Furthermore, in the second half of 2008 with the heightened international turmoil and in order to ensure ample liquidity in the banking system, the PBC further reduced the required reserve ration of financial institutions on another four occasions resulting in a cumulative decrease of 2 percentage points for large financial institutions, and a cumulative decrease of 4 percentage points for smaller financial institutions. According to PBC calculations, by the end of 2008 a total of 800 billion yuan of liquidity was released into the economy. The choice of the reserve requirement ratio as the mail policy instrument is not coincidental to China which runs a high current account surplus. There is a large and growing demand for the RMB, and to maintain the RMB at the desired level the PBC issues RMB to meet this demand thereby increasing the money circulating in China.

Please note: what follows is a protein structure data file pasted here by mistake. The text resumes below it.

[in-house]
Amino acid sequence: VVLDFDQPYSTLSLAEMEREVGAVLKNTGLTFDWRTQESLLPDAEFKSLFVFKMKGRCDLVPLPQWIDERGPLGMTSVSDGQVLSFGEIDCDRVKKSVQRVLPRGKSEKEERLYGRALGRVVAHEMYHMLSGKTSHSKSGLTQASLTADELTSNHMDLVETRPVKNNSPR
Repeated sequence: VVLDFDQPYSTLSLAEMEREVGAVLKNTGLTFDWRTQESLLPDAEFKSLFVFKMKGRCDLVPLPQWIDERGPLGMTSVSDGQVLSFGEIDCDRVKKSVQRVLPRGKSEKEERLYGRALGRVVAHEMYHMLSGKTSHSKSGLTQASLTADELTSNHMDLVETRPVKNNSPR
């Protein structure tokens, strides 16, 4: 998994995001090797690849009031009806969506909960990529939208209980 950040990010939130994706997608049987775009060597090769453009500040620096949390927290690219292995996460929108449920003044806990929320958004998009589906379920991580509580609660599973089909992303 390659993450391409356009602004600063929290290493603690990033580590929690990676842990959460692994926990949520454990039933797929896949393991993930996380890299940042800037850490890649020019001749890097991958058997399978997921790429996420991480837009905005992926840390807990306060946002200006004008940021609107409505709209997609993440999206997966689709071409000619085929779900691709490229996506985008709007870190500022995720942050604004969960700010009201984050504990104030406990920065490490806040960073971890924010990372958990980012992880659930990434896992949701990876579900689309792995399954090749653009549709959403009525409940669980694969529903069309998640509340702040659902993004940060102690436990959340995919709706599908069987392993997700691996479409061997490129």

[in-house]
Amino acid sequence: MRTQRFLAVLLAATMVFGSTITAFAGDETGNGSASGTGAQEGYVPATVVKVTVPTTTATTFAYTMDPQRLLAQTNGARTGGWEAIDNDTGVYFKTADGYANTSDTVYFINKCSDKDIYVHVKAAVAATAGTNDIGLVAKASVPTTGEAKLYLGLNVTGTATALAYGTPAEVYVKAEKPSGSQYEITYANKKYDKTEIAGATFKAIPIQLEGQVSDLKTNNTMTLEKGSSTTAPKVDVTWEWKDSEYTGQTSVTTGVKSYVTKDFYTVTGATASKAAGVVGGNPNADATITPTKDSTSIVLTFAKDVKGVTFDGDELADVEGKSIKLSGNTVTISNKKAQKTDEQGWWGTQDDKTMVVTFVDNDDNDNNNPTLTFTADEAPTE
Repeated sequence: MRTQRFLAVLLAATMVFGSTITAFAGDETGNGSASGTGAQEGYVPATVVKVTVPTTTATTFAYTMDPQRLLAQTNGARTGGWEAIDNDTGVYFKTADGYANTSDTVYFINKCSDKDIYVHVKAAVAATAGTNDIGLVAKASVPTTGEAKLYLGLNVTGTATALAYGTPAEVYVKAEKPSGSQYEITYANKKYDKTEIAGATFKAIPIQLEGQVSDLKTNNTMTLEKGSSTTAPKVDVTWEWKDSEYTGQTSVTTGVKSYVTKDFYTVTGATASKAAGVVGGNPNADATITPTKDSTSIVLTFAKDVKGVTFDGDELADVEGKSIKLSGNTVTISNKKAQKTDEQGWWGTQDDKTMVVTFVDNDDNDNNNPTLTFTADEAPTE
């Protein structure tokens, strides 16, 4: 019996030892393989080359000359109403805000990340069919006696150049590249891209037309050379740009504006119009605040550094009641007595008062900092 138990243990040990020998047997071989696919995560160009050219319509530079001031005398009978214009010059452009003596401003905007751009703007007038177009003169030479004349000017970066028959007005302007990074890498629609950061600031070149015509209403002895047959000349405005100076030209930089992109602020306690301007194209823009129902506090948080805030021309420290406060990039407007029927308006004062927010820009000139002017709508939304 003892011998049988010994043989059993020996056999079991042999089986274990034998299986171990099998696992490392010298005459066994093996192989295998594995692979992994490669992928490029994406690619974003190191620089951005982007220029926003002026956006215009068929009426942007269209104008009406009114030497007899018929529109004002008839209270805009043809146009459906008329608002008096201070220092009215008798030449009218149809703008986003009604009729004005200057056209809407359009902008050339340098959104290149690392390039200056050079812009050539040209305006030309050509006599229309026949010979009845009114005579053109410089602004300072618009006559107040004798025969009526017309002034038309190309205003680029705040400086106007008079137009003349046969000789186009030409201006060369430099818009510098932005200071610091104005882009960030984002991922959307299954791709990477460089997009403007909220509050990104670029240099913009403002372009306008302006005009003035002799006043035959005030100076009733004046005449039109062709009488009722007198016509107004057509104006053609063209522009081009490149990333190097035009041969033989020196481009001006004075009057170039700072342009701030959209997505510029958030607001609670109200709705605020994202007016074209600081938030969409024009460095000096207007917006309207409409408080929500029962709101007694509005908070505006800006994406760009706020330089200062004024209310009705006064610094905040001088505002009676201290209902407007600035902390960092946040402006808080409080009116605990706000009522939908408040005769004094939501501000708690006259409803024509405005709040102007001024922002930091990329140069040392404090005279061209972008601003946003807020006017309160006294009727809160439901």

To keep inflation and economic growth under control, the PBC sterilizes its foreign exchange market interventions by buying back some of the RMB it issued to buy US dollar. In particular, it does so by selling low yield government securities to state-owned banks. So far, the banks have been able to absorb those low yield bonds in part because the interest rates paid on them bank deposits are also maintained at artificially low rates. Nonetheless, the increases in foreign reserves are not fully neutralized. Over the last five years broad money supply in China has been growing at above 15% per annum while real economic growth has averaged about 10. 5%.  Furthermore unlike more developed market economies, China is reluctant to raise domestic interest rates to slow its domestic growth.
Doing so might mean attracting more capital inflows, which would in turn, require further money issuance to stabilize the exchange rate. That is precisely why the PBC instead changes the reserve requirement ratio on an ongoing basis to control the expansion of money and credit. 4. Comparison of China and USA’s monetary policies There are three main differences between China and the United States where monetary policy is concerned: independence of the monetary policy implementing body, choice of instruments to use in implementing monetary policy, and direct or indirect means of setting interest rates to effect monetary policy. Furthermore, these three differences are inter-related and country specific.